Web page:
Loading presentation...

Present Remotely

Send the link below via email or IM


Present to your audience

Start remote presentation

  • Invited audience members will follow you as you navigate and present
  • People invited to a presentation do not need a Prezi account
  • This link expires 10 minutes after you close the presentation
  • A maximum of 30 users can follow your presentation
  • Learn more about this feature in our knowledge base article

Do you really want to delete this prezi?

Neither you, nor the coeditors you shared it with will be able to recover it again.



An introduction to composition

ferhan khan

on 21 October 2014

Comments (0)

Please log in to add your comment.

Report abuse

Transcript of Composition

Image Taker or Image Maker ?
Light Writers !
Photos graphos
Composition in the visual arts is the placement or
of the
visual art elements
in an art work.

Good composition is the
placement of these art ingredients in a visually pleasing or compelling manner.

to help you arrange
the design ingredients.
Master before


Anything wrong with this image?
If so what and how can it be improved?
Has this composition changed the
meaning of the image?
Avoid distracting background elements
that do not support the meaning or aid the
Explore and discover a suitable
vantage point
too much can obscure the narrative.
With a partner discuss the compositional characteristics of this photograph.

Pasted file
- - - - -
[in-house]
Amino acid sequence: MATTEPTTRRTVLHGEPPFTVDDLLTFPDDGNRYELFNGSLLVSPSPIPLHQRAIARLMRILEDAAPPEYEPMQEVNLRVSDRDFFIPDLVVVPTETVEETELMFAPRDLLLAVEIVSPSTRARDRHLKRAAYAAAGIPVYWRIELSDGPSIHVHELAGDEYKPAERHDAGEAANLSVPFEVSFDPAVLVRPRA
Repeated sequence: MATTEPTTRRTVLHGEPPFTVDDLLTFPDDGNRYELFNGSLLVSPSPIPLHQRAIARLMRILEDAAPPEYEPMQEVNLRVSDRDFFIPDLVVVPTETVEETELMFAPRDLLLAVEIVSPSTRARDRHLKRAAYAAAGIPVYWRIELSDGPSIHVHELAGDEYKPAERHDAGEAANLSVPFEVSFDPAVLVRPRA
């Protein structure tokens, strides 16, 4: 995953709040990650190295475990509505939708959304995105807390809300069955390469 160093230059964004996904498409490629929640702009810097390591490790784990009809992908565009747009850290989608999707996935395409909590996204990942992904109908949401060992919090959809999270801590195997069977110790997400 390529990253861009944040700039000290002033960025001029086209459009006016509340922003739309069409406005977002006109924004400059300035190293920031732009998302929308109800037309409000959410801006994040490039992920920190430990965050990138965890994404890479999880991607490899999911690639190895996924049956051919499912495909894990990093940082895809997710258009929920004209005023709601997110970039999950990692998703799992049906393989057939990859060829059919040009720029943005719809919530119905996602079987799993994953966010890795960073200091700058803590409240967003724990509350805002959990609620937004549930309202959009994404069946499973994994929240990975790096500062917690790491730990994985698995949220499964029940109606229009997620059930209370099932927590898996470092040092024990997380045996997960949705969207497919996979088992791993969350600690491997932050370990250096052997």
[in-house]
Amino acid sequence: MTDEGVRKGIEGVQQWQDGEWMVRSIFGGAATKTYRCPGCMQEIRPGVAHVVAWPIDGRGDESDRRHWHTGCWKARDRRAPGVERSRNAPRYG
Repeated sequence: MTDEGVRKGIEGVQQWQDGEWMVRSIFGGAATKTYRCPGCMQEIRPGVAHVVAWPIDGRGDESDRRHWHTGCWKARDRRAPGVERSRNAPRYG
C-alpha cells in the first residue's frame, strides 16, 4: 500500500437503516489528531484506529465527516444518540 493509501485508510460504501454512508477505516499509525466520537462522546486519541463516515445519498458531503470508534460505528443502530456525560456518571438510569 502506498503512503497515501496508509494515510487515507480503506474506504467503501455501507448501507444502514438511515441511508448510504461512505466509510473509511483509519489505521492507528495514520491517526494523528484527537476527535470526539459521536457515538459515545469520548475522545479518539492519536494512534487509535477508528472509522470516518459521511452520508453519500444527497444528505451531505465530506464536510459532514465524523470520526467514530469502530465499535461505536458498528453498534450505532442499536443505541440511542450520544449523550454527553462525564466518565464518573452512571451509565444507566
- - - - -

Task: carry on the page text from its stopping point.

Kids and Baseball Cards, New York, 1954 - William Klein
Now compare & contrast the photograph with this image.
Pigeons in Moscow, Moscow Russia, 1988 - John Mansfield
"A good photographer is like a quality chef." - Mr Khan
“ You don’t take a photograph, you make it." - Ansel Adams
“ Beauty can be seen in all things, seeing and composing the beauty is what separates the snapshot from the photograph." – Matt Hardy
“When composing a picture… “Be aware of every square millimeter of your frame.” – Jay Meisel
“There are two people in every photograph: the photographer and the viewer.”

Ansel Adams

The rule of thirds is all about subject placement within the frame.

is placed one third of the way “into” the picture space – from either the top or bottom, and from either the left or right, not in the middle.
Defines a spiral pattern that shows up repeatedly in Nature.
Golden Triangles
Golden Ratio (Divine Ratio)
Viewpoint &
Vantage point
Our vantage point often determines our message.

Most beginners hold their cameras at eye level, and confront their subjects head on. This vantage point usually produces static pictures.

By moving the camera in, out, up, down, around, and even behind the subject, we can make images that say a lot more.
Find that SHOT!
I have taken a range of photographs at various locations throughout the school building.

Your task is to find each location and take an